tip: 31
title: Bech32 Address Format
description: Extendable address format supporting various signature schemes and address types
author: Wolfgang Welz (@Wollac) , Levente Pap (@lzpap) 
discussions-to: https://github.com/iotaledger/tips/pull/20
status: Proposed
type: Standards
layer: Interface
created: 2022-04-04
replaces: 11


This document proposes an extendable address format for the IOTA protocol supporting various signature schemes and address types. It relies on the Bech32 format to provide a compact, human-readable encoding with strong error correction guarantees.


With Chrysalis, IOTA started using Ed25519 to generate digital signatures, in which addresses correspond to a BLAKE2b-256 hash. It is necessary to define a universal and extendable address format capable of encoding different types of addresses (introduced also in TIP-18).

The legacy IOTA protocol (1.0, pre-Chrysalis) relies on Base27 addresses with a truncated Kerl checksum. However, both the character set and the checksum algorithm have limitations:

  • Base27 is designed for ternary and is ill-suited for binary data.
  • The Kerl hash function also requires ternary input. Further, it is slow and provides no error-detection guarantees.
  • It does not support the addition of version or type information to distinguish between different kinds of addresses with the same length.

All of these points are addressed in the Bech32 format introduced in BIP-0173: In addition to the usage of the human-friendly Base32 encoding with an optimized character set, it implements a BCH code that guarantees detection of any error affecting at most four characters and has less than a 1 in 109 chance of failing to detect more errors.

This TIP proposes a simple and extendable binary serialization for addresses of different types that is then Bech32 encoded to provide a unique appearance for human-facing applications such as wallets.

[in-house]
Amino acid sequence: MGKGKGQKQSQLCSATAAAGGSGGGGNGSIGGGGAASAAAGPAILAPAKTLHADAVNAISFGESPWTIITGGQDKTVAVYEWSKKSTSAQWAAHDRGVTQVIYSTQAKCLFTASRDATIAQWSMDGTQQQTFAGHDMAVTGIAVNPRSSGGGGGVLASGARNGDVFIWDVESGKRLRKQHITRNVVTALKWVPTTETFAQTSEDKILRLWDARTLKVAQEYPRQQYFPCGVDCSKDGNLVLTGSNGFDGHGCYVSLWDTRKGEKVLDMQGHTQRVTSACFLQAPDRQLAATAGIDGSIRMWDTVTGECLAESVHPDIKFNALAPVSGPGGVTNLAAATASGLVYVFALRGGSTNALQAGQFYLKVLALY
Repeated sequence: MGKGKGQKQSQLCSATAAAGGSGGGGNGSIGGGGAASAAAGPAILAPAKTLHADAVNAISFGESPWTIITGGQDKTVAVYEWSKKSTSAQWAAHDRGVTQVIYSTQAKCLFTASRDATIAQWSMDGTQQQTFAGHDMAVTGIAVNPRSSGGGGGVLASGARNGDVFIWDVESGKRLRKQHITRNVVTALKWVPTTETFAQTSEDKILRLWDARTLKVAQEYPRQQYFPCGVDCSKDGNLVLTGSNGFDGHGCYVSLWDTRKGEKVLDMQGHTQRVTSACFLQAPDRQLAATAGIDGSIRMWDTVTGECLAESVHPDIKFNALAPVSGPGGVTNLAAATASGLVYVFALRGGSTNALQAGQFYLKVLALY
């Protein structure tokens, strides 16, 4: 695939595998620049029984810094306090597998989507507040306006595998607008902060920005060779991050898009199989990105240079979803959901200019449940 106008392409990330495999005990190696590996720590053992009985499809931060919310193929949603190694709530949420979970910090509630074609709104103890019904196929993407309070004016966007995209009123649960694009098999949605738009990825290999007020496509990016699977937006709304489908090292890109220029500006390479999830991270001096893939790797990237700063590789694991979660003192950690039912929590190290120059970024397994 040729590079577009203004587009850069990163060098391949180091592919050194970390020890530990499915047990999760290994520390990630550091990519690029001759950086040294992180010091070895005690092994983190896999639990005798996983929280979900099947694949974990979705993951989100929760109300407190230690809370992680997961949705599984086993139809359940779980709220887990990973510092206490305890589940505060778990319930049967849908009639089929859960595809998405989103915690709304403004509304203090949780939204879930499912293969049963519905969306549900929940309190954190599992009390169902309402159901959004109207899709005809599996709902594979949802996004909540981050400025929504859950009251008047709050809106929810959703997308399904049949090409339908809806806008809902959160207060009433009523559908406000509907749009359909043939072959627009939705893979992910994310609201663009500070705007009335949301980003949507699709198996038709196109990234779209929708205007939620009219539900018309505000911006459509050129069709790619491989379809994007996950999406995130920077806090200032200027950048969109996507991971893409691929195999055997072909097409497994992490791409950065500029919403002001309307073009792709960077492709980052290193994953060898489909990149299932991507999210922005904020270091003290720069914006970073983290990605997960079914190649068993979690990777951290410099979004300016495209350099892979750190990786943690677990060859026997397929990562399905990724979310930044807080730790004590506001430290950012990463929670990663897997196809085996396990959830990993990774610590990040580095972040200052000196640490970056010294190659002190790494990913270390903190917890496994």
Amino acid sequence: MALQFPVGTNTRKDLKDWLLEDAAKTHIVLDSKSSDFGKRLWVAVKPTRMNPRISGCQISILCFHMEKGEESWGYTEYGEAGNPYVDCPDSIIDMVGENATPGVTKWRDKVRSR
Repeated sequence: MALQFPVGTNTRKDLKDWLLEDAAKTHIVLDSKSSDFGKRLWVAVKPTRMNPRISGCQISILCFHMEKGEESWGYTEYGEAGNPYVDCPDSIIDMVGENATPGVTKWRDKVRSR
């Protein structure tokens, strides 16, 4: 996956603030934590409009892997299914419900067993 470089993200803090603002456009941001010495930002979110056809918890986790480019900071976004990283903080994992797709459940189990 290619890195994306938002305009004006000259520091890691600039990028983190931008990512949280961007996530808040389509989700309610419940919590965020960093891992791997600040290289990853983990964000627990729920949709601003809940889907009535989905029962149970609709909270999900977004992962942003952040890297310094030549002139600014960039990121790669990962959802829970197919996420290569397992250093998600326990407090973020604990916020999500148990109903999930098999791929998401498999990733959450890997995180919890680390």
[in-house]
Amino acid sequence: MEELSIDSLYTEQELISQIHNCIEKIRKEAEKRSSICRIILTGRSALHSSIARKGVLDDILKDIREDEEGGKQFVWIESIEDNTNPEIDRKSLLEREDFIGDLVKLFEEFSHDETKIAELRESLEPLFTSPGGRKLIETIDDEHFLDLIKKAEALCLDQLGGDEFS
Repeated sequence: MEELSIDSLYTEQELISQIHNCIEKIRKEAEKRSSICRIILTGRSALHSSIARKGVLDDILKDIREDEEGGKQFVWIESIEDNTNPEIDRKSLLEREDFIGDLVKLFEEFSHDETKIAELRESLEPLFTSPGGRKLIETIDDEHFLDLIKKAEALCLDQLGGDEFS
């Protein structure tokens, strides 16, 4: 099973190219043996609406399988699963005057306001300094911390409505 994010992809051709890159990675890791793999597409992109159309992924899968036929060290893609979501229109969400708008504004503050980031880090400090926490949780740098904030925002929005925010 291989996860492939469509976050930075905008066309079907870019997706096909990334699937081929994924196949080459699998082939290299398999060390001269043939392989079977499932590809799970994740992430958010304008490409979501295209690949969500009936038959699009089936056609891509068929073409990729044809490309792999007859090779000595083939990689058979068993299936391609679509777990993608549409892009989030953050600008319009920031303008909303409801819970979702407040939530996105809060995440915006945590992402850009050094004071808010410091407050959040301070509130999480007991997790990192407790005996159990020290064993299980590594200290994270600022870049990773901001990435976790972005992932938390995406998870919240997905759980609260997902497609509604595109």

Detailed design

Binary serialization

The address format uses a simple serialization scheme which consists of two parts:

  • The first byte describes the type of the address.
  • The remaining bytes contain the type-specific raw address bytes.

Currently, only three kind of addresses are supported:

  • Ed25519, where the address consists of the BLAKE2b-256 hash of the Ed25519 public key.
  • Alias, where the address consists of the BLAKE2b-256 hash of the Output ID (defined in TIP-0020) that created the alias.
  • NFT, where the address consists of the BLAKE2b-256 hash of the Output ID (defined in TIP-0020) that created the NFT.

They are serialized as follows:

TypeFirst byteAddress bytes
Ed255190x0032 bytes: The BLAKE2b-256 hash of the Ed25519 public key.
Alias0x0832 bytes: The BLAKE2b-256 hash of the Output ID that created the alias.
NFT0x1032 bytes: The BLAKE2b-256 hash of the Output ID that created the NFT.

Bech32 for human-readable encoding

The human-readable encoding of the address is Bech32 (as described in BIP-0173). A Bech32 string is at most 90 characters long and consists of:

  • The human-readable part (HRP), which conveys the protocol and distinguishes between the different networks. HRPs are registered in SLIP-0173:
    • iota is the human-readable part for IOTA Mainnet addresses (IOTA tokens)
    • atoi is the human-readable part for IOTA Testnet/Devnet addresses
    • smr is the human-readable part for Shimmer network addresses (Shimmer tokens)
    • rms is the human-readable part for Shimmer Testnet/Devnet addresses